Wednesday, April 29, 2009

William Henry Fox Talbot

I’ve been reading the biography of William Henry Fox Talbot. Talbot was one of the inventors of photography and the prime proponent of the negative/positive process. He was an Englishman who lived between 1800 and 1870. During that time he had many accomplishments. Besides being a wealthy land owner and Member of Parliament, he invented the halftone process and published the first book illustrated with photographs. He was also a noted mathematician.

The biographer noted, almost in passing, at how much some people of that era were able to accomplish, especially considering that they lacked many things considered essential to modern society.

It seems that part of the answer is that modern society has reduced our ability to focus our attention on any one thing for very long. Over the years our attention span has been reduced. Personally, I have noticed in the past few years, I become restless after even a few minutes of concentration. I am always checking my email, getting up for a cup of coffee, or discovering a mindless task that needs to be done. Being able to sit down and work on a single task for hours at a time has become very difficult.

Talbot didn’t have email to check every few minutes or a telephone to interrupt his thoughts. He didn’t spend his evenings watching television. He didn’t have to maintain his Facebook, MySpace, or LinkedIn accounts. I am pretty certain that he didn’t follow anybody’s “tweets.” Times were slower, which meant he could spend hours, or days, working on complicated problems without distraction.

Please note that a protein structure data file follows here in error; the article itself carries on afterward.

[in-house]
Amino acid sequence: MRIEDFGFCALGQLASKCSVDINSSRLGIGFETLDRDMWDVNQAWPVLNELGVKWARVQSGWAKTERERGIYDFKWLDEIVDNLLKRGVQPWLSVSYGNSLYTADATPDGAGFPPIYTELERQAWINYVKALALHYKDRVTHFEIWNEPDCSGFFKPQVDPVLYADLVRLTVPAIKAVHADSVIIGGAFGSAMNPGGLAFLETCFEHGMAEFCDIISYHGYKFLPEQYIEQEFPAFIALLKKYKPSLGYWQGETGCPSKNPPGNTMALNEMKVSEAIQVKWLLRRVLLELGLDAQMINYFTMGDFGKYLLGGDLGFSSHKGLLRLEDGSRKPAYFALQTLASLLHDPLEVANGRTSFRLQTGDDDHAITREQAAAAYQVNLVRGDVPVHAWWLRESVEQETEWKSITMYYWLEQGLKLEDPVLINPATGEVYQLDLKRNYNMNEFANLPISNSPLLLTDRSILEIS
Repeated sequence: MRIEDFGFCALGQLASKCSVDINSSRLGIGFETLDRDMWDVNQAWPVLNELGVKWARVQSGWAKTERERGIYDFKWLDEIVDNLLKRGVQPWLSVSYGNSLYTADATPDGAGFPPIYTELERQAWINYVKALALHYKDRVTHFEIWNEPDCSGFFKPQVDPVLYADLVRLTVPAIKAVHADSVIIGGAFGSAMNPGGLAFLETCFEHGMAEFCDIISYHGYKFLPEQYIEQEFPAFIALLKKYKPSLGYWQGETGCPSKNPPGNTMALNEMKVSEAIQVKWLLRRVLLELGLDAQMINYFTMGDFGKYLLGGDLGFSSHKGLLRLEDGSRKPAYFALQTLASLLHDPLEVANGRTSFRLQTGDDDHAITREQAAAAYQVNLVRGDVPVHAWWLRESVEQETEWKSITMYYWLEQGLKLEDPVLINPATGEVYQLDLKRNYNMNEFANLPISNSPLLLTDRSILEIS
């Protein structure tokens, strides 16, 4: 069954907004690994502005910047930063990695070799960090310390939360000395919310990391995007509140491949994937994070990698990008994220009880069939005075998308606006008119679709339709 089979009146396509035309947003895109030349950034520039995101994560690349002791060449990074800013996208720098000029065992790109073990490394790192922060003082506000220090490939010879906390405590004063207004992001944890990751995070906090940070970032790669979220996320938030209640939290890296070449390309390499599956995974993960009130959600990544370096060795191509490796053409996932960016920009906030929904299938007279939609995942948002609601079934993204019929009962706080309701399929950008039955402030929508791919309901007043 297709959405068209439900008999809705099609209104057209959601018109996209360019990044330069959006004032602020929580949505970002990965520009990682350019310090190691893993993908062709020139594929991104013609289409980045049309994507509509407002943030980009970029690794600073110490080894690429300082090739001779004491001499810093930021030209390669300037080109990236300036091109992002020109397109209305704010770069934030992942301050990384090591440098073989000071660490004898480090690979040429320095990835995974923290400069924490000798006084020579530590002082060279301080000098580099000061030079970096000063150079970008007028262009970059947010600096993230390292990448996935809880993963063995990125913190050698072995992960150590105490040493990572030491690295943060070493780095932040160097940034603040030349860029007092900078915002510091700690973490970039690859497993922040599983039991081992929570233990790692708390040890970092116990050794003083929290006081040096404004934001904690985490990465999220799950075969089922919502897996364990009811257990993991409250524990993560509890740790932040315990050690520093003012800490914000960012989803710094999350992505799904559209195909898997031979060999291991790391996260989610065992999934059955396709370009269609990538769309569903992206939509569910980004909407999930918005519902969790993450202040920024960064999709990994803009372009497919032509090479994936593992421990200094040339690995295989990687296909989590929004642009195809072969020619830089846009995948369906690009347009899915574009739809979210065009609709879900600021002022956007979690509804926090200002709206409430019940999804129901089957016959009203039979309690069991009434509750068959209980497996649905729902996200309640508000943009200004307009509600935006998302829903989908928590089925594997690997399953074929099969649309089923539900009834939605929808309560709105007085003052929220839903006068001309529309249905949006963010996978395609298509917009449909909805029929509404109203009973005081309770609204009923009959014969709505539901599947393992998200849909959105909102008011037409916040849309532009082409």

Today being able to multi-task is considered an asset. Multi-tasking really means not giving 100% attention to anything. Most of us are trying to do too many things and running in too many directions to give much attention to any one thing.

A few years ago I decided to define myself as a photographer, musician, and writer. What that really means is that I am not a gardener, golfer, or woodworker. By limiting my activities, I believe I have the ability to achieve more in a few specific areas.

Colossians 3:23 says, “Whatever you do, work at with all your heart, as working for the Lord not men.” To me, heartily or “with all your heart” means to give it all you’ve got. Don’t be distracted.

I understand that the Japanese have a word “muda” which generally means unproductive or simply, a waste of time. Of course, sometimes we don’t know when we are wasting time. Is spending an afternoon on the golf course a waste of time? What if it was with an important client? What if you were a golf pro and a few more hours of practice would mean more money in your pocket?

Playing music might be a waste of time for some people, but since God gave me a passion for music, not practicing would be disobedient, and probably seen by God as squandering a gift. Figuring out who were are, how God made us, and what our purpose in life is, goes a long way in helping see the best use of our time.